Peter Hartman

Mobile: 0433 240 004

Cherrybrook Technology High School

I started training in 1993 (at the age of 8) for a few reasons: my brother and I fought a lot and our parents felt that martial arts would instil some discipline and respect for each other (it has, we are both active members of the IMT and good mates); I was bullied at school, both physically and verbally, and martial arts gave me the confidence to stand up for myself and deal with the situation in an assertive, rather than aggressive, manner; and of course at the time I was a massive fan of the Teenage Mutant Ninja Turtles and wanted to emulate my heroes.

My first club was the Sydney Academy of Tae Kwon Do and my instructor was David Nowland. We initially learnt a style of Tae Kwon Do similar to IMT with ITF patterns. I took a break to go to boarding school for yr 11 and 12 and then a gap year before returning as an instructor. As I grew up I felt a profound sense of belonging in the dojang and connection with my instructor, who became my mentor. Not being very sporty, Tae Kwon Do was something I could get a sense of achievement and mastery in because I was constantly in competition with myself.

In my time with the SAT I graded to 3rd degree black belt and competed in a number of tournaments. I also coached a demonstration team who performed regularly and competed in the Technical section of state tournaments

I joined the IMT in 2007. My personal situation had changed which led to difficulties training with the SAT. I had started my Education degree at Macquarie University and so was able to train with the Macquarie IMT club between tutorials. As I was welcomed into the club and became more active in it, I decided to open a dojang in North Sydney with the support of Master Ron. I took the dojang from its foundation in 2007 to the end of 2008 whereupon I handed it over to Instructor Ken Abbott as I headed overseas for work in 2009. On my return I became a Director of the IMT when an opening became available in 2010. I went on to open another dojang, this time at Cherrybrook technology High School where I work as a History Teacher. This dojang has gone from strength to strength, with numbers usually between 60 and 80 students a year, primary and secondary school age. I also taught Tae Kwon Do as an intra-school sport for two years and then a Girls’ Self-Defence course.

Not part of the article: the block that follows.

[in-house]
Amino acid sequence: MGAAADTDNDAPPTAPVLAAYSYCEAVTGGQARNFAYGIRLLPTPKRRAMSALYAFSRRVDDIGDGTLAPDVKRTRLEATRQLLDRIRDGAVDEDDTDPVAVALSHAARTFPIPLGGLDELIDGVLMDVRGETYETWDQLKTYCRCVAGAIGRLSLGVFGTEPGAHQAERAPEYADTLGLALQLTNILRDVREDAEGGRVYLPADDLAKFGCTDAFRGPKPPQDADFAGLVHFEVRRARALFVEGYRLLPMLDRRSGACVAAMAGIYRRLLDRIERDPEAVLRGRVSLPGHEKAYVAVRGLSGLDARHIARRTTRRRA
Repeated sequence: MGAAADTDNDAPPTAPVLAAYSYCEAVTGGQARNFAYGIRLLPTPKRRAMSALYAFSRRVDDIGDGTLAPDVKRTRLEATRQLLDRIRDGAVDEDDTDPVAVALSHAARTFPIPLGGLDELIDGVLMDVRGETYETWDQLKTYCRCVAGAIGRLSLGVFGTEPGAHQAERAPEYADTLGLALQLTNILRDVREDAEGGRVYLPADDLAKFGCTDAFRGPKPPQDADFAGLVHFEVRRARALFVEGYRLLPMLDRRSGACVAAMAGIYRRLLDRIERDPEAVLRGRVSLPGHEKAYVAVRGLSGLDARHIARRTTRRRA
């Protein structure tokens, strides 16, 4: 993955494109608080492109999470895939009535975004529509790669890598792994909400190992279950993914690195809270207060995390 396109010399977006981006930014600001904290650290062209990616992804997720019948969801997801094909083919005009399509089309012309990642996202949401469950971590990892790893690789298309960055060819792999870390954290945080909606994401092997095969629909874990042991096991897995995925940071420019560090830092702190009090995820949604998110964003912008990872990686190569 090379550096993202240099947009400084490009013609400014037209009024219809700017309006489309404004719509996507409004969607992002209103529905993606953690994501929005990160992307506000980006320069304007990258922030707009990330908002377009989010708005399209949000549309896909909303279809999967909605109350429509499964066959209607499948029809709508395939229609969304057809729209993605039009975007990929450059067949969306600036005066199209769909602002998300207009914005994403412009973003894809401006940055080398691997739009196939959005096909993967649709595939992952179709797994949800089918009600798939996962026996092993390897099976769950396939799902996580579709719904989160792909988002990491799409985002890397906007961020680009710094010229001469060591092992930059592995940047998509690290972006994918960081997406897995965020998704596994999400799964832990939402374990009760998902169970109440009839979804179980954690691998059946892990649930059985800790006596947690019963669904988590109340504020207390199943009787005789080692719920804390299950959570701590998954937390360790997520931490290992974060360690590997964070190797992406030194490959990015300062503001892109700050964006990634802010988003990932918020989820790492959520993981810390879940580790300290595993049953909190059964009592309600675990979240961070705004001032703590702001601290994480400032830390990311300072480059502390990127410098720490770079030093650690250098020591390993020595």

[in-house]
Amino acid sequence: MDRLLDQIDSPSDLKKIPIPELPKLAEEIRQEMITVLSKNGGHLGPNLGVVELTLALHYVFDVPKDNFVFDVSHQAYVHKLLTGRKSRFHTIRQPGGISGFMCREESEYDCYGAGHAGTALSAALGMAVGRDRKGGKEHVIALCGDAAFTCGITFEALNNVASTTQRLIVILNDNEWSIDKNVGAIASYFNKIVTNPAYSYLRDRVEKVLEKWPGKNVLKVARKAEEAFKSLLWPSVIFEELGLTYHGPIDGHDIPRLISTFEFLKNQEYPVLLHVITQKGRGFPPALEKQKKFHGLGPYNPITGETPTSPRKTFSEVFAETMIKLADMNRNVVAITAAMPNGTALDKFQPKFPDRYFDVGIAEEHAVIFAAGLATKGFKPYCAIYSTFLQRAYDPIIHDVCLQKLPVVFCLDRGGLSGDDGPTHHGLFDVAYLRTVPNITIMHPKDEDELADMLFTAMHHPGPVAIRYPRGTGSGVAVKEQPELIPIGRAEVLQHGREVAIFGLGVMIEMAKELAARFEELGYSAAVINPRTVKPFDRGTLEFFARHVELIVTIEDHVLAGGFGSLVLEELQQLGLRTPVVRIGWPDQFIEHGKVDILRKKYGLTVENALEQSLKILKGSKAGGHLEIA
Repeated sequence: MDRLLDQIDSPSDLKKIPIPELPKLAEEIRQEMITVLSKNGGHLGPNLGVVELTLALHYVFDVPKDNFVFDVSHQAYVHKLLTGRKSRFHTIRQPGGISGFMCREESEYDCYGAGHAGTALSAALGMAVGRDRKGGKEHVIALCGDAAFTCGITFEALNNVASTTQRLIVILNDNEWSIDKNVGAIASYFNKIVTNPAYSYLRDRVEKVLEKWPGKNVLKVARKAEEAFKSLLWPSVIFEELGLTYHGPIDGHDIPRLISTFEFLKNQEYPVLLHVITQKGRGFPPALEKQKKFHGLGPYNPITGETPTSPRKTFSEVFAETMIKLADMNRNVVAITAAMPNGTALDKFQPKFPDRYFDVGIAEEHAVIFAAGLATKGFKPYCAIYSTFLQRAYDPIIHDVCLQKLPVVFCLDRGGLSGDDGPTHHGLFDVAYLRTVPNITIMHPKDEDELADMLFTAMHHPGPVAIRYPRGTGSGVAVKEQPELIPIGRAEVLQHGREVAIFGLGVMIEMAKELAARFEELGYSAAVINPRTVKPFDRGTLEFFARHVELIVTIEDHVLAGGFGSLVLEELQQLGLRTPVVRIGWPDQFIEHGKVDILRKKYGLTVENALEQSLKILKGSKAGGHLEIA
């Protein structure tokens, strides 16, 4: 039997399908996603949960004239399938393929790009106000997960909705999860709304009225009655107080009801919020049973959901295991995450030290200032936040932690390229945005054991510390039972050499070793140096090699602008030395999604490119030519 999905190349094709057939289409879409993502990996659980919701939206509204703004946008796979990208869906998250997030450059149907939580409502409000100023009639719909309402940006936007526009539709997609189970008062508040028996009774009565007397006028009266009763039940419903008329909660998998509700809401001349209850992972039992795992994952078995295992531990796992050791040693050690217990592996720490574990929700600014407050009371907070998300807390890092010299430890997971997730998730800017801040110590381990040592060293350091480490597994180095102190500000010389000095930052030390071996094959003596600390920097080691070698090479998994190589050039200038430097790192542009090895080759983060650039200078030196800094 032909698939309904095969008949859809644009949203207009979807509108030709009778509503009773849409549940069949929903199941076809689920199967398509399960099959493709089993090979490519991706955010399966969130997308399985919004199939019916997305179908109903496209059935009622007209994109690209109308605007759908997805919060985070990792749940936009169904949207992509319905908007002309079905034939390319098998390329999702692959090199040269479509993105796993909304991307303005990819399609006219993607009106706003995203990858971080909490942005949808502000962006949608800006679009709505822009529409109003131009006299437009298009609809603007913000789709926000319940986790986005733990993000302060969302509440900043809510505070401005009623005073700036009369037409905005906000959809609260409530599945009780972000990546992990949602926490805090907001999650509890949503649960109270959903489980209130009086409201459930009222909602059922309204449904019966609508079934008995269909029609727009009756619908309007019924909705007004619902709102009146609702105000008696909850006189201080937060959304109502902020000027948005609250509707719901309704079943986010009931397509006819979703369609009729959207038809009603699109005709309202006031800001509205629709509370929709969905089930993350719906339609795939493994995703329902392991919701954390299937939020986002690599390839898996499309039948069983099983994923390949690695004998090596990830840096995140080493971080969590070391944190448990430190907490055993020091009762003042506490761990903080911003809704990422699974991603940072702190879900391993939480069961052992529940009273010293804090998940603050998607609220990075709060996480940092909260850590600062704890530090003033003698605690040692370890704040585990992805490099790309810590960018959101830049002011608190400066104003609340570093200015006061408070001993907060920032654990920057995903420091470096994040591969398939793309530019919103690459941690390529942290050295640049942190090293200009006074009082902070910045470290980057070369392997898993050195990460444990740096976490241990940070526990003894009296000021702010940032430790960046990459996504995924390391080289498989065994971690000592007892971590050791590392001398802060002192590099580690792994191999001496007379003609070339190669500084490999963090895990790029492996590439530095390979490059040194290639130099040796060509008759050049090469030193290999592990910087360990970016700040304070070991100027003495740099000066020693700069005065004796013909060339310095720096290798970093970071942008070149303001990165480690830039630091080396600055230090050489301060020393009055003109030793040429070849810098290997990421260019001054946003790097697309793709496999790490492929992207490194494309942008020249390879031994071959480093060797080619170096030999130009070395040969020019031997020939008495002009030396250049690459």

I have always found the IMT a very welcoming club, reflective of the personalities of its members. The key element is that the directors are always reviewing and evaluating the club’s practices which leads to an improved curriculum and systems. The Modern aspect of the IMT also means that techniques and lessons from different martial styles are incorporated to improve the effectiveness of our practice.

Tae Kwon Do is my primary style, though I’ve trained and taught ITF, WTF and IMT Tae Kwon Do. My exposure to other styles has generally been through seminars and workshops put on by the IMT. I am particularly interested in stick-fighting and have self-taught Joong Bong and Ssang Bong which are Korean styles. I am also enrolled in a Instructor Bridging Program for Kummooyeh, a Korean sword martial art.

Martial arts has made me a more assertive person. It has done this by raising my self-esteem and self-efficacy and by increasing my confidence in interacting with others. Due to the demands of training and competition I have developed a high level of resilience which allows my to bounce back from adversity.

Tae Kwon Do is such a fundamental part of my life experience that it influences every interaction an decision I make. I live by the tenets of Tae Kwon Do and encourage others to do so

While I’ve rarely had cause to defend myself or others physically, I have used the lessons of Tae Kwon Do many times in avoiding, diffusing and redirecting conflict situations both physical and verbal.

My experience in martial arts has also led to my career as an educator – Tae Kwon Do was my first exposure to instructing/teaching and to responsibility over younger students. I believe the skills and experiences I had as an assistant instructor led to my decision to become a school teacher.

Tae Kwon Do is such a fundamental part of my experience and psyche that even if I was not actively training or teaching, I would still be using and improving elements of my martial arts practice every day. My focus is not the next competition or the next grade but rather cultivating young men and women (as well as myself) into strong, resilient human beings with enough self-efficacy to be a positive influence on the world. Martial Arts is so much more than learning to fight or to defend, it’s so much more than fitness. There is a very personal spiritual aspect which sets it apart from other physical endeavours and that is something I seek to cultivate within myself and my students.